Funded by Hooters of America, LLC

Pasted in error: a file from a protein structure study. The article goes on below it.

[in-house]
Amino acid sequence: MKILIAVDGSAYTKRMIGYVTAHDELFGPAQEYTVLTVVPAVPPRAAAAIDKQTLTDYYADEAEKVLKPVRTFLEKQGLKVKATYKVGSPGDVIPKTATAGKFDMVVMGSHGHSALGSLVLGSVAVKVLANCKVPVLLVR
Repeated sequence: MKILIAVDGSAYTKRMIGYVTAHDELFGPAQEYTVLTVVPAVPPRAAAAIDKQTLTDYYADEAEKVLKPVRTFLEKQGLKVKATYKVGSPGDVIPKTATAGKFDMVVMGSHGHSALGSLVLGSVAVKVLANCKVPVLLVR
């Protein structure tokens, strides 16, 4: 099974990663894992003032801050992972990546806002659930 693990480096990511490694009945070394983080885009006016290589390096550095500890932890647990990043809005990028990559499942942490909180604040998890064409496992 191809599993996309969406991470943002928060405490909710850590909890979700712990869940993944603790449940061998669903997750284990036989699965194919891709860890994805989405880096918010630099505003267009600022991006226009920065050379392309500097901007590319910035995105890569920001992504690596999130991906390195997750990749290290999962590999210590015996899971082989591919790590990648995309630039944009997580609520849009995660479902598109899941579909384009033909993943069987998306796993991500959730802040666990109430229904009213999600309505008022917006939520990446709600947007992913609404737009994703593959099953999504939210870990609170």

One in every eight women will be diagnosed with breast cancer in a lifetime. But it doesn’t impact everyone equally. While Caucasian women are more likely to be diagnosed with breast cancer, African- American (AA) women are more likely to die from the disease. In addition, AA women are more likely to be diagnosed at a younger age and have a more aggressive form of breast cancer. There have been many improvements in the treatment of breast cancer leading to a lower chance of dying from the disease. But AA women have not been shown to benefit as much as Caucasian women from these advancements. There are many factors believed to be the reason for this racial difference in survival. But there is a need for more research into this area. One way to better study these factors is within the context of a clinical trial. AA women are historically less likely to be in a cancer clinical trial study. This proposed study is aimed at increasing the enrollment of AA female breast cancer patients in clinical trials at UCSD by creating a clinical trial education program to both educate and engage the community. This is predicted to lead to a decrease in the current breast cancer survival disparity.